National Report: Worker Anxiety, Depression Surging
While vaccination rates have improved among professionals supporting people with intellectual and developmental disabilities since the early days of the COVID-19 pandemic, their mental and physical health have declined, a new survey shows.
The Institute on Community Integration, in partnership with the National Alliance for Direct Support Professionals (NADSP), surveyed 2,657 DSPs and frontline supervisors about their experiences supporting people with IDD during the pandemic. The newly released survey report is a 24-month follow-up to an initial report issued in April 2020. Additional surveys were conducted six and twelve months after the initial report. The survey series represents the largest-ever national study of the DSP workforce.
According to the report, 52% percent of DSPs reported being diagnosed with COVID-19, and 6% were not diagnosed but suspected they had it. Among employers, 65% did not require DSPs to be vaccinated.
Sixteen percent of DSPs remain unvaccinated. Of the 84% who are vaccinated, 67% reported having at least one booster shot.
While vaccination rates have improved from the 12-month survey in 2021 (from 72% to 86%), the mental and physical health of DSPs has declined. Forty percent of DSPs reported experiencing depression, compared with 36% one year ago; 43% had difficulty sleeping, a 5% increase; 56% reported increased anxiety, a 9% increase; and 21% reported physical health complications, a 3% increase. Fifty-nine percent of respondents said they felt pressure to work extra hours.
“Direct support professionals and frontline supervisors have worked as hard as they can,” said Amy Hewitt, ICI director and lead investigator of the study. “This survey shows that their mental health is worsening, and we don’t have the resources to address it. Working this much overtime is not sustainable.”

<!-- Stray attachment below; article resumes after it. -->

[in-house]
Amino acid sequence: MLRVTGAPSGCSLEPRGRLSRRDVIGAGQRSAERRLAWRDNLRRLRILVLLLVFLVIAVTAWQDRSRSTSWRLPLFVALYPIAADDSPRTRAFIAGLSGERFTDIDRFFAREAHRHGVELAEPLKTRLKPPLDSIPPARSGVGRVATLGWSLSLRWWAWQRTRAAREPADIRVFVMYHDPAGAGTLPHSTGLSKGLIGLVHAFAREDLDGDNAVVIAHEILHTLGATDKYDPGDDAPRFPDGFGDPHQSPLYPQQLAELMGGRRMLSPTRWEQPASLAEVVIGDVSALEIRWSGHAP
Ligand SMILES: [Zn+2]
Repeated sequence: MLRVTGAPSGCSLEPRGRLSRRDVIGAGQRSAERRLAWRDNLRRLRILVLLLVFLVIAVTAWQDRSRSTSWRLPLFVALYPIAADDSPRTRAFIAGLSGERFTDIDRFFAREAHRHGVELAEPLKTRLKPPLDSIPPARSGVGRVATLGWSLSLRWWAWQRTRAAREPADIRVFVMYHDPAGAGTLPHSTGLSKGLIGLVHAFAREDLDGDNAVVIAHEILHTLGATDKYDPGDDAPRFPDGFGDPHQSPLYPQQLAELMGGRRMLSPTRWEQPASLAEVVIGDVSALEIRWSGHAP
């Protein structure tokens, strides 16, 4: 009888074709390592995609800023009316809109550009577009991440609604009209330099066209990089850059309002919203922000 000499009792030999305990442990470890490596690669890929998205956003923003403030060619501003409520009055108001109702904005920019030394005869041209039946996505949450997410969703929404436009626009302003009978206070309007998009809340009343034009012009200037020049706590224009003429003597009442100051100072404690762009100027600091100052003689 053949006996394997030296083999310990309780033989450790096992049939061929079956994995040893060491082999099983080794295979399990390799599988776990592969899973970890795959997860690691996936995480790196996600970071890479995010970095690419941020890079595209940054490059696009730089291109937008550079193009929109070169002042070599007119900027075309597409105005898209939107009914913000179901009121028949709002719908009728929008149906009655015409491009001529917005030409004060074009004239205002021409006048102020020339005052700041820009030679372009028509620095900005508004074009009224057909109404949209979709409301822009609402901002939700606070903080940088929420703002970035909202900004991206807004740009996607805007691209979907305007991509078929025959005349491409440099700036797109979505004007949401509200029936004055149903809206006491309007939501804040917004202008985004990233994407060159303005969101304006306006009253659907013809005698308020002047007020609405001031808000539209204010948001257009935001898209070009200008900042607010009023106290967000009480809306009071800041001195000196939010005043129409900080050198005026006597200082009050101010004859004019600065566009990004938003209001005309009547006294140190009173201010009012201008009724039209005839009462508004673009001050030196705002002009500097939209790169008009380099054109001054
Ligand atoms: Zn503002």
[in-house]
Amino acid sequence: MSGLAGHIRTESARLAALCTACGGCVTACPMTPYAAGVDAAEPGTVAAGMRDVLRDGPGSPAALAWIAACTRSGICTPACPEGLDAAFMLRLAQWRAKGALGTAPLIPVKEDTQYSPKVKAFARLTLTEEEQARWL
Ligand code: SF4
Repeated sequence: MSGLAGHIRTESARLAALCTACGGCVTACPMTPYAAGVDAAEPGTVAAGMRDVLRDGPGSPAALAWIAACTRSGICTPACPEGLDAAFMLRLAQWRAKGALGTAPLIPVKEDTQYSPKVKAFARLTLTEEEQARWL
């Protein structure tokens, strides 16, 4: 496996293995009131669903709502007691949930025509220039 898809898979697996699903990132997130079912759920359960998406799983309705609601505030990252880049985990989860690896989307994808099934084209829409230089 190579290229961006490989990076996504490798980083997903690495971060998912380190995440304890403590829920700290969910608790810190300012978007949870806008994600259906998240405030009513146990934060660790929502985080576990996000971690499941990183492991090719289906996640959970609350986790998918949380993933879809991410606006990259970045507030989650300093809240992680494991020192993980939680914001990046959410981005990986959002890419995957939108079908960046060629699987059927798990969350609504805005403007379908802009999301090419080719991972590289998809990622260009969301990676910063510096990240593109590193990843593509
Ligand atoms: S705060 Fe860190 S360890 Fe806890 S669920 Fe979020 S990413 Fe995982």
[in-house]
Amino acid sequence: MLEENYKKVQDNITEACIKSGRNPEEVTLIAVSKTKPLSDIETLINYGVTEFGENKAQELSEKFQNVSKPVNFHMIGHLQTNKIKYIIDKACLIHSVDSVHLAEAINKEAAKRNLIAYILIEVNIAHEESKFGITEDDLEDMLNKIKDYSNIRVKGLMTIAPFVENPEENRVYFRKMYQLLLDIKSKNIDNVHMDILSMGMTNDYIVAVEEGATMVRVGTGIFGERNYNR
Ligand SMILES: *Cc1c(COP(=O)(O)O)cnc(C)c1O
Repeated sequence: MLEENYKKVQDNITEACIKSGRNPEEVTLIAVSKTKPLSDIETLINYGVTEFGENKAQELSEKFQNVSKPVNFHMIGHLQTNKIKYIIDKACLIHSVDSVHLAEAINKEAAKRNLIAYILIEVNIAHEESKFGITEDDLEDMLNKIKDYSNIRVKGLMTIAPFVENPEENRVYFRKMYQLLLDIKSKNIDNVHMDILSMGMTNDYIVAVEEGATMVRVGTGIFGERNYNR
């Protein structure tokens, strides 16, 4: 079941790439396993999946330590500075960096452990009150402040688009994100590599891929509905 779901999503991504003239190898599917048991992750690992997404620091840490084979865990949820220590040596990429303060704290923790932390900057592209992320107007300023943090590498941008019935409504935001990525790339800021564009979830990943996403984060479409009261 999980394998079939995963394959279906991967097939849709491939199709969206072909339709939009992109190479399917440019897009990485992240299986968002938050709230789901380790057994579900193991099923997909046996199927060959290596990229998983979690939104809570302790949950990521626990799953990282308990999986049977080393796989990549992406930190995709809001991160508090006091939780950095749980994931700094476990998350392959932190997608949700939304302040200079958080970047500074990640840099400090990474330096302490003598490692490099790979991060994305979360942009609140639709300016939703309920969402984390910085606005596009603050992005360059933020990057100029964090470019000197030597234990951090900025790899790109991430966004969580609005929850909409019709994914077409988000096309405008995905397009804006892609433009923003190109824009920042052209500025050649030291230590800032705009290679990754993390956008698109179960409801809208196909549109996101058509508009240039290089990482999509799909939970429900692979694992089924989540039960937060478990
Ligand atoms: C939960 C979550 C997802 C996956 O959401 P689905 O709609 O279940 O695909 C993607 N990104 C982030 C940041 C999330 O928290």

A national plan to increase the size of the direct support workforce would help to alleviate multiple troubling issues, Hewitt said.
“This workforce has been overlooked and in crisis for years, with high turnover and vacancy rates, low wages, and lack of access to affordable benefits,” she said.
More than half of DSPs receive government-funded assistance, such as housing, energy, food, and healthcare. The pandemic made staffing even more difficult, increasing stress, expectations, and risk on those who remain in their positions.
The 24-month follow-up survey also looked at changes in technology use during the pandemic. Fifty-nine percent of DSPs reported using technology more or a lot more than before the pandemic. Thirty-six percent of the respondents said the use of technology had a somewhat positive impact on their work, and 14% reported it had a very positive impact. Seventeen percent reported a somewhat negative impact and 3% a very negative impact.
Read the full report, a short version, and select state-specific versions at z.umn.edu/dsp-covid19.
Please contact Jerry Smith with questions.
About the RTC-CL and NADSP
The Research and Training Center on Community Living for Persons with intellectual and Developmental Disabilities (RTC-CL) has operated at the University of Minnesota since 1976. During this time, it has made many substantial contributions that have positively affected the field and the lives of people with disabilities by developing effective, research-based interventions and creating new knowledge that has influenced practices and policies for increasing community living and participation for people with disabilities. The RTC-CL is housed within the Institute on Community Integration, a department within the University of Minnesota’s College of the Education and Human Development, and funded by the National Institute on Disability, Independent Living, and Rehabilitation Research (NIDILRR), U.S. Department of Health and Human Services.
In 1996, the National Alliance for Direct Support Professional’s ideological founder, John F. Kennedy Jr., wrote “Quality is defined at the point of interaction between the staff member and the individual with a disability.” Given this, NADSP’s mission is to enhance the quality of support provided to people with disabilities through the provision of products, services, and certifications which elevate the status of direct support workers, improve practice standards, promote systems reform and, most importantly, advance the knowledge, skills, and values of direct support workers. For more information, please visit www.nadsp.org.